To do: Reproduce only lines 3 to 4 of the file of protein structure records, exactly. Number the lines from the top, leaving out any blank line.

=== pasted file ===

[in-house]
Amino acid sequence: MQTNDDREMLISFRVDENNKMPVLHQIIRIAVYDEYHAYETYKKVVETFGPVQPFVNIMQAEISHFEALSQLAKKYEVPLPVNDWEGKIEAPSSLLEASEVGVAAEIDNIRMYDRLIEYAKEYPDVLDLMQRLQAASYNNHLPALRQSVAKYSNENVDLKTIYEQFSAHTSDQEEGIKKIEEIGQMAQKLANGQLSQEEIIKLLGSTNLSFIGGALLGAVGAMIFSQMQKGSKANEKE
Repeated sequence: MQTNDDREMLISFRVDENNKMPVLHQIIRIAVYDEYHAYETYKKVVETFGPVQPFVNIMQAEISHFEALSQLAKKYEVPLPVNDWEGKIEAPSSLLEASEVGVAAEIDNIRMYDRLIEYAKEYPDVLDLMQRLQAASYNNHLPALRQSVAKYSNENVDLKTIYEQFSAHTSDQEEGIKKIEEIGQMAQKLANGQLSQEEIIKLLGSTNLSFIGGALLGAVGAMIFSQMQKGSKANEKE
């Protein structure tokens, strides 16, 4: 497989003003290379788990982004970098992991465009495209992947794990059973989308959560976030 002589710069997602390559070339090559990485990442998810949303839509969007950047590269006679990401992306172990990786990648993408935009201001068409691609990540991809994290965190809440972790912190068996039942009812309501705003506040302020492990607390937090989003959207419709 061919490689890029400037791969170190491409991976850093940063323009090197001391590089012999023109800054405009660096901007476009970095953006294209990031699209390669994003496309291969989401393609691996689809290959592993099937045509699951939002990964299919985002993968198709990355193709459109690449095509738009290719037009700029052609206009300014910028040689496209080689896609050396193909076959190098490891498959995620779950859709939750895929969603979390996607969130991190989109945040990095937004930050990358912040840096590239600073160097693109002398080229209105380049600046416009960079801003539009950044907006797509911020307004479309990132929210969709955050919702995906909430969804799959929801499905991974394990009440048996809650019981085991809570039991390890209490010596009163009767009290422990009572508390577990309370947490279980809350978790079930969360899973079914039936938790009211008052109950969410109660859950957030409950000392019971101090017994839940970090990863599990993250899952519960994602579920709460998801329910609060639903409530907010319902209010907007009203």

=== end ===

Repeated sequence: MQTNDDREMLISFRVDENNKMPVLHQIIRIAVYDEYHAYETYKKVVETFGPVQPFVNIMQAEISHFEALSQLAKKYEVPLPVNDWEGKIEAPSSLLEASEVGVAAEIDNIRMYDRLIEYAKEYPDVLDLMQRLQAASYNNHLPALRQSVAKYSNENVDLKTIYEQFSAHTSDQEEGIKKIEEIGQMAQKLANGQLSQEEIIKLLGSTNLSFIGGALLGAVGAMIFSQMQKGSKANEKE
């Protein structure tokens, strides 16, 4: 497989003003290379788990982004970098992991465009495209992947794990059973989308959560976030 002589710069997602390559070339090559990485990442998810949303839509969007950047590269006679990401992306172990990786990648993408935009201001068409691609990540991809994290965190809440972790912190068996039942009812309501705003506040302020492990607390937090989003959207419709 061919490689890029400037791969170190491409991976850093940063323009090197001391590089012999023109800054405009660096901007476009970095953006294209990031699209390669994003496309291969989401393609691996689809290959592993099937045509699951939002990964299919985002993968198709990355193709459109690449095509738009290719037009700029052609206009300014910028040689496209080689896609050396193909076959190098490891498959995620779950859709939750895929969603979390996607969130991190989109945040990095937004930050990358912040840096590239600073160097693109002398080229209105380049600046416009960079801003539009950044907006797509911020307004479309990132929210969709955050919702995906909430969804799959929801499905991974394990009440048996809650019981085991809570039991390890209490010596009163009767009290422990009572508390577990309370947490279980809350978790079930969360899973079914039936938790009211008052109950969410109660859950957030409950000392019971101090017994839940970090990863599990993250899952519960994602579920709460998801329910609060639903409530907010319902209010907007009203």